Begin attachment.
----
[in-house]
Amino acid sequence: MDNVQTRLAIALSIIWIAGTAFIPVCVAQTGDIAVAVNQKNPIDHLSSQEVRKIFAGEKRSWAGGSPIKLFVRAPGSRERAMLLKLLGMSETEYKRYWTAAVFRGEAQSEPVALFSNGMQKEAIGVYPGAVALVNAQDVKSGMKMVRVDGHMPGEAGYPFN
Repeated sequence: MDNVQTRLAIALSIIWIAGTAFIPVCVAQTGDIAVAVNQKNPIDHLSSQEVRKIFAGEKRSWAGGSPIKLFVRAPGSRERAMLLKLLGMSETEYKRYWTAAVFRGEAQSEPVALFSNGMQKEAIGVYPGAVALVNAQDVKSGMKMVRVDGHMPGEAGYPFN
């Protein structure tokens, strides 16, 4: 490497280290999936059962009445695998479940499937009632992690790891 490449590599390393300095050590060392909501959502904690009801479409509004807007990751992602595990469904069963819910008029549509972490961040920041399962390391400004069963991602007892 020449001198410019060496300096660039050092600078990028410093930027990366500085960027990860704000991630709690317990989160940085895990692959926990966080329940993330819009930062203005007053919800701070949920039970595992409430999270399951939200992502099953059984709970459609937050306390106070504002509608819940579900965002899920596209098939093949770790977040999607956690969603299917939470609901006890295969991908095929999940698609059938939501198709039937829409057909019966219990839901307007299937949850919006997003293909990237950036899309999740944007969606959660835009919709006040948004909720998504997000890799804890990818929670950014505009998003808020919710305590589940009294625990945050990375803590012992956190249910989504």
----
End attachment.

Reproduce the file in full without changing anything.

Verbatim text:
[in-house]
Amino acid sequence: MDNVQTRLAIALSIIWIAGTAFIPVCVAQTGDIAVAVNQKNPIDHLSSQEVRKIFAGEKRSWAGGSPIKLFVRAPGSRERAMLLKLLGMSETEYKRYWTAAVFRGEAQSEPVALFSNGMQKEAIGVYPGAVALVNAQDVKSGMKMVRVDGHMPGEAGYPFN
Repeated sequence: MDNVQTRLAIALSIIWIAGTAFIPVCVAQTGDIAVAVNQKNPIDHLSSQEVRKIFAGEKRSWAGGSPIKLFVRAPGSRERAMLLKLLGMSETEYKRYWTAAVFRGEAQSEPVALFSNGMQKEAIGVYPGAVALVNAQDVKSGMKMVRVDGHMPGEAGYPFN
């Protein structure tokens, strides 16, 4: 490497280290999936059962009445695998479940499937009632992690790891 490449590599390393300095050590060392909501959502904690009801479409509004807007990751992602595990469904069963819910008029549509972490961040920041399962390391400004069963991602007892 020449001198410019060496300096660039050092600078990028410093930027990366500085960027990860704000991630709690317990989160940085895990692959926990966080329940993330819009930062203005007053919800701070949920039970595992409430999270399951939200992502099953059984709970459609937050306390106070504002509608819940579900965002899920596209098939093949770790977040999607956690969603299917939470609901006890295969991908095929999940698609059938939501198709039937829409057909019966219990839901307007299937949850919006997003293909990237950036899309999740944007969606959660835009919709006040948004909720998504997000890799804890990818929670950014505009998003808020919710305590589940009294625990945050990375803590012992956190249910989504």